Pablo Bronstein

Cross Section of the Via Appia in Late Antiquity


Not on display

Pablo Bronstein born 1977
Ink and watercolour on paper
Frame, each: 1160 × 2160 × 65 mm
Purchased with the assistance of Celia and Edward Atkin CBE 2017


Cross Section of the Via Appia in Late Antiquity 2015 is made up of eighteen large individual ink and watercolour works on paper which are individually framed. When displayed altogether, they are installed in a single line around a gallery with the image at eye level allowing visitors to promenade past. Like much of Bronstein’s work on paper, the drawings mirror the precise draughtsmanship of architectural or design plans – here inspired by the Via Appia of Roman antiquity – but include buildings from different centuries or incongruous elements such as baroque mouldings on a modernist building. In many of drawings where a building has been opened up by the use of a ‘cross section’, Bronstein has highlighted interior decorative features with strong shades of blue, red, pink, purple and yellow watercolour, creating a sense of tension between the empty ruins of the external public landscape and the lost grandeur of the private interiors.

The work was commissioned for Bronstein’s exhibition at Nottingham Contemporary in 2015 and was his most substantial work on paper up to that time. It demonstrates not only the artist’s flair for draftsmanship but also articulates his deep knowledge of, and passionate interest in, art, design and architectural history. The Via Appia was the earliest and most strategically important road out of Ancient Rome, and was lined with churches, mausoleums, catacombs and private mansions. After it fell into ruin, the Via Appia attracted the attention of Renaissance artists and architects, including Michelangelo and Raphael, who planned to restore it. It later featured frequently in seventeenth- and eighteenth-century vedute – large-scale realistic paintings, etchings or prints that captured some of the most famous scenes of the Grand Tour. These sometimes incorporated fantasy architectural elements, most notably those of Giovanni Battista Piranesi (1720–1778) in the eighteenth century, whose views of real and recreated Roman ruins were a strong influence on the development of Neo-Classicism in Europe. In his work, Bronstein is alluding both to the Grand Tour and to the long history of the capriccio, or architectural fantasy.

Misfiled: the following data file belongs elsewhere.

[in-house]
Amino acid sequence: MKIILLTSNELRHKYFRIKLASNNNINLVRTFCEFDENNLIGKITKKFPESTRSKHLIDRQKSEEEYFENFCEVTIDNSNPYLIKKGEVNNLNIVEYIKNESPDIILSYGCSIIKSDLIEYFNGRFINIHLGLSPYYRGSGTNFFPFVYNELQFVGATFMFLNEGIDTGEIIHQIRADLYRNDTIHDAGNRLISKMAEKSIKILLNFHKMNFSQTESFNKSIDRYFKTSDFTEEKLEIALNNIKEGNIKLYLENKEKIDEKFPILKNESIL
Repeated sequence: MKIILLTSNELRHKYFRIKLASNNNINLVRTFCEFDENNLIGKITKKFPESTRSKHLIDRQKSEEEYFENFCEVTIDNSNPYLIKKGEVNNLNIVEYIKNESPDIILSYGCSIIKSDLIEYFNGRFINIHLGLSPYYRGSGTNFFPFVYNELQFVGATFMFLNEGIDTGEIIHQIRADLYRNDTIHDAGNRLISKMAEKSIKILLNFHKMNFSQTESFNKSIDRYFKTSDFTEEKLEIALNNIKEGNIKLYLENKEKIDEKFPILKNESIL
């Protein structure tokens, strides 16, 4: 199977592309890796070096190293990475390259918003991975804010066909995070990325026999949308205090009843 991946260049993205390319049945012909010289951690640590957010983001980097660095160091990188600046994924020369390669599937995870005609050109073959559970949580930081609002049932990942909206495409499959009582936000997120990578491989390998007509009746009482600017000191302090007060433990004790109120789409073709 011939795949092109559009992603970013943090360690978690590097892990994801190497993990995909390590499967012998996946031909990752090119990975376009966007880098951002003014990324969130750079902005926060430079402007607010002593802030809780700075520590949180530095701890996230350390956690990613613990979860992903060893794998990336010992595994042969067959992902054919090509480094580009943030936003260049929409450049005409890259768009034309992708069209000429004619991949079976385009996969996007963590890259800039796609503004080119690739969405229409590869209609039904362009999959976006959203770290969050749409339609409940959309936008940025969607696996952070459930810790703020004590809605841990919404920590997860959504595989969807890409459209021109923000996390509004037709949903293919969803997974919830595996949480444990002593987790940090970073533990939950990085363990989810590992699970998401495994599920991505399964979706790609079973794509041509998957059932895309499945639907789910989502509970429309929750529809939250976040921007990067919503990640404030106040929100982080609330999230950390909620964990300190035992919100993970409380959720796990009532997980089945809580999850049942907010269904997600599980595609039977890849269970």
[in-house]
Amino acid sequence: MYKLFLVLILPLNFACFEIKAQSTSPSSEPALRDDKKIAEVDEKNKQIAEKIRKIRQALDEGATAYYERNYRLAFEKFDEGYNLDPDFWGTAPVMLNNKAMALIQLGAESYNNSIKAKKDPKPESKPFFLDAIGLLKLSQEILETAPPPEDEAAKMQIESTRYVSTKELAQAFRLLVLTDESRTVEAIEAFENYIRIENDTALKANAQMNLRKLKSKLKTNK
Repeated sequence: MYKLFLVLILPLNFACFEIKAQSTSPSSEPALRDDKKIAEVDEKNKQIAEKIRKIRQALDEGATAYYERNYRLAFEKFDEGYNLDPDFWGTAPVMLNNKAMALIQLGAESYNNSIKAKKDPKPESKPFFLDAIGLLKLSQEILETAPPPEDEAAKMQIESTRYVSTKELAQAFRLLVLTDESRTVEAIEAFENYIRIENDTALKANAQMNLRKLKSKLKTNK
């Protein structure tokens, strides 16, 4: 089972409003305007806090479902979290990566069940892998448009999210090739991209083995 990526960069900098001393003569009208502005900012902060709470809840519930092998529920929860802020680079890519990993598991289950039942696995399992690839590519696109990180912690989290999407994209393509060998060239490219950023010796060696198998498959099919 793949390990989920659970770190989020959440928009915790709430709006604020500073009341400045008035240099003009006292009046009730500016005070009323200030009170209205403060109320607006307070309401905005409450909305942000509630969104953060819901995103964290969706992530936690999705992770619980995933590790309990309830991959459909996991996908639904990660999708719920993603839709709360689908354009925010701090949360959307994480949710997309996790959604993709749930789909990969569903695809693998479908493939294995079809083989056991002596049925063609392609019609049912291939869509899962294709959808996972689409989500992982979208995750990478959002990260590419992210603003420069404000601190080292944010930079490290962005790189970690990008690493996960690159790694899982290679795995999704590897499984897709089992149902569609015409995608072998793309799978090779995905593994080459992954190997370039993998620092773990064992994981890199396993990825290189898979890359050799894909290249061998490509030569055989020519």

By depicting the Via Appia to create a panorama of imaginary funerary monuments, Bronstein is also fabricating an invented archaeological cross-section of the site where the heroes of the ancient world were buried. The lateral stratification of this panorama engages with a panoply of historical architectural styles from the ancient Roman classical ideal that might be expected, to styles that reacted to it, such as Renaissance and Baroque architecture, French academic utopian architecture, Viennese fin-de-siecle and 1930s classicism. Bronstein has remarked of the work that, ‘It is a tableau of remnants of architectural styles from many periods and places, and set within a general landscape of emptiness’ (conversation with Tate curator Linsey Young, 17 June 2016). His landscape is one that is defined by time and the act of walking, or promenading, beside it; history is not revealed through the archaeological norm of layers uncovered from the earth, but laterally and within each monument, as well as in the presentation of the work itself, as Bronstein has elaborated:

The line created by the drawings is a cross-section but also a panorama with a horizon. The panorama is a scene about the end of time, civilisation and historical style, seen from a cold perspective. It is a walk alongside diverse scenes, encouraging the public to actively participate in the viewing of a long ink-drawing, as if they were strolling through and along the Via Appia and walking through the actual archaeological site. The format of the work is directly related to the content.

Further reading
Andrea Bellini, Pablo Bronstein: A is Building B is Architecture, Berlin 2013.
Pablo Bronstein, Pablo Bronstein: Gilded Keyholes, Berlin 2013.

Linsey Young
September 2016

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Display caption

This series of 18 drawings is inspired by the Via Appia in Rome. One of the city’s oldest and most important roads, it is lined with churches, mausoleums and mansions. Bronstein’s version is deliberately unrealistic. Set in an empty landscape, it includes styles from different periods of architectural history. Bronstein sees it as a single long drawing. ‘The panorama is a scene about the end of time, civilization, and historical styles – as seen from a cold perspective’, he has said. Visitors can follow it around the gallery as if they were strolling along the Via Appia.

Gallery label, October 2020

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